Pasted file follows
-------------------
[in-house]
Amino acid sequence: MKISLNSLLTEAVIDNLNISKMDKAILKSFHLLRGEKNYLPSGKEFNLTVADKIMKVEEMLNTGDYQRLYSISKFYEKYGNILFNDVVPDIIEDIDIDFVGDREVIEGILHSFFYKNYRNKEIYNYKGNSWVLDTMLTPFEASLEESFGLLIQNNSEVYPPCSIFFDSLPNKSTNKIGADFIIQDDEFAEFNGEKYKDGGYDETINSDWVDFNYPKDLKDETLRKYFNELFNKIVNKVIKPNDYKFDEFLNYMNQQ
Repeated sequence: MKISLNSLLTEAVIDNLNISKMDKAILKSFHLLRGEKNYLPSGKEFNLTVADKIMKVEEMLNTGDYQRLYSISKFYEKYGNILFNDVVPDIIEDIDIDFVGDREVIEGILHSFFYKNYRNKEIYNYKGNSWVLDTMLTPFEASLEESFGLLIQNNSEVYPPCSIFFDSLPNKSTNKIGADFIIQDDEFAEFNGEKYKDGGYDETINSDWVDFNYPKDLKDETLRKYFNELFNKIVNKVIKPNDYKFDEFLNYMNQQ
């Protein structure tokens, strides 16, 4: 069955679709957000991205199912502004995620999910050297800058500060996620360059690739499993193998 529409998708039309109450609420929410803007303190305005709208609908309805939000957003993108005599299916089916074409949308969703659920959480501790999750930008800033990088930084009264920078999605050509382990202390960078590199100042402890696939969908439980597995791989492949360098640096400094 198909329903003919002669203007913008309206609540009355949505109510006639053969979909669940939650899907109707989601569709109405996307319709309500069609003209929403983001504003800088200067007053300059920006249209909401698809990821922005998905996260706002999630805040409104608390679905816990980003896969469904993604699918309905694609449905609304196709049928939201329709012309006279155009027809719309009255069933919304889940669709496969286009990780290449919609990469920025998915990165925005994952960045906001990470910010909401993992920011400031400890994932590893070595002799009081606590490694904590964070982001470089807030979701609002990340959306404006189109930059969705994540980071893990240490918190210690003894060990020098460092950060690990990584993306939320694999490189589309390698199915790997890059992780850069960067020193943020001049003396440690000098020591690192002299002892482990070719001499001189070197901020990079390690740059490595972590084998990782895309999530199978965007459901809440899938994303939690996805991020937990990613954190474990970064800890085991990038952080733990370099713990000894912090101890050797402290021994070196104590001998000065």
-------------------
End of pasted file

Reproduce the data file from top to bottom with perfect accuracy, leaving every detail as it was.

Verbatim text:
[in-house]
Amino acid sequence: MKISLNSLLTEAVIDNLNISKMDKAILKSFHLLRGEKNYLPSGKEFNLTVADKIMKVEEMLNTGDYQRLYSISKFYEKYGNILFNDVVPDIIEDIDIDFVGDREVIEGILHSFFYKNYRNKEIYNYKGNSWVLDTMLTPFEASLEESFGLLIQNNSEVYPPCSIFFDSLPNKSTNKIGADFIIQDDEFAEFNGEKYKDGGYDETINSDWVDFNYPKDLKDETLRKYFNELFNKIVNKVIKPNDYKFDEFLNYMNQQ
Repeated sequence: MKISLNSLLTEAVIDNLNISKMDKAILKSFHLLRGEKNYLPSGKEFNLTVADKIMKVEEMLNTGDYQRLYSISKFYEKYGNILFNDVVPDIIEDIDIDFVGDREVIEGILHSFFYKNYRNKEIYNYKGNSWVLDTMLTPFEASLEESFGLLIQNNSEVYPPCSIFFDSLPNKSTNKIGADFIIQDDEFAEFNGEKYKDGGYDETINSDWVDFNYPKDLKDETLRKYFNELFNKIVNKVIKPNDYKFDEFLNYMNQQ
């Protein structure tokens, strides 16, 4: 069955679709957000991205199912502004995620999910050297800058500060996620360059690739499993193998 529409998708039309109450609420929410803007303190305005709208609908309805939000957003993108005599299916089916074409949308969703659920959480501790999750930008800033990088930084009264920078999605050509382990202390960078590199100042402890696939969908439980597995791989492949360098640096400094 198909329903003919002669203007913008309206609540009355949505109510006639053969979909669940939650899907109707989601569709109405996307319709309500069609003209929403983001504003800088200067007053300059920006249209909401698809990821922005998905996260706002999630805040409104608390679905816990980003896969469904993604699918309905694609449905609304196709049928939201329709012309006279155009027809719309009255069933919304889940669709496969286009990780290449919609990469920025998915990165925005994952960045906001990470910010909401993992920011400031400890994932590893070595002799009081606590490694904590964070982001470089807030979701609002990340959306404006189109930059969705994540980071893990240490918190210690003894060990020098460092950060690990990584993306939320694999490189589309390698199915790997890059992780850069960067020193943020001049003396440690000098020591690192002299002892482990070719001499001189070197901020990079390690740059490595972590084998990782895309999530199978965007459901809440899938994303939690996805991020937990990613954190474990970064800890085991990038952080733990370099713990000894912090101890050797402290021994070196104590001998000065």